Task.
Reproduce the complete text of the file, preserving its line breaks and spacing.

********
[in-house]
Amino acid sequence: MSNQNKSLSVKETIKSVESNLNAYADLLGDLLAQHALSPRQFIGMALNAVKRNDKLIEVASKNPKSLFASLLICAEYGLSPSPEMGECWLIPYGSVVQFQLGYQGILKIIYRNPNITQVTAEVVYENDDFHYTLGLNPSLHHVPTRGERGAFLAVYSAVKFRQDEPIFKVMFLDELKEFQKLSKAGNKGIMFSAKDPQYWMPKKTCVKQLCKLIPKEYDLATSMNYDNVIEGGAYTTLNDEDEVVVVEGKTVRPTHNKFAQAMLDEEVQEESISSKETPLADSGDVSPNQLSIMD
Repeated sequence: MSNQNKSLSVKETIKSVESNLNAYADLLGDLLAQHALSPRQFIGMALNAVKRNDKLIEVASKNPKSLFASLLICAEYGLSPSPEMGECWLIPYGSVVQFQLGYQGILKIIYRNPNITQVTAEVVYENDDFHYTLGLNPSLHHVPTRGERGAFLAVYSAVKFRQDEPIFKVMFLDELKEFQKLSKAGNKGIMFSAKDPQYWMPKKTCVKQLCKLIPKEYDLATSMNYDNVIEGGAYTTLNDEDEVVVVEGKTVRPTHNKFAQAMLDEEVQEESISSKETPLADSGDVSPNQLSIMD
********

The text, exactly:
[in-house]
Amino acid sequence: MSNQNKSLSVKETIKSVESNLNAYADLLGDLLAQHALSPRQFIGMALNAVKRNDKLIEVASKNPKSLFASLLICAEYGLSPSPEMGECWLIPYGSVVQFQLGYQGILKIIYRNPNITQVTAEVVYENDDFHYTLGLNPSLHHVPTRGERGAFLAVYSAVKFRQDEPIFKVMFLDELKEFQKLSKAGNKGIMFSAKDPQYWMPKKTCVKQLCKLIPKEYDLATSMNYDNVIEGGAYTTLNDEDEVVVVEGKTVRPTHNKFAQAMLDEEVQEESISSKETPLADSGDVSPNQLSIMD
Repeated sequence: MSNQNKSLSVKETIKSVESNLNAYADLLGDLLAQHALSPRQFIGMALNAVKRNDKLIEVASKNPKSLFASLLICAEYGLSPSPEMGECWLIPYGSVVQFQLGYQGILKIIYRNPNITQVTAEVVYENDDFHYTLGLNPSLHHVPTRGERGAFLAVYSAVKFRQDEPIFKVMFLDELKEFQKLSKAGNKGIMFSAKDPQYWMPKKTCVKQLCKLIPKEYDLATSMNYDNVIEGGAYTTLNDEDEVVVVEGKTVRPTHNKFAQAMLDEEVQEESISSKETPLADSGDVSPNQLSIMD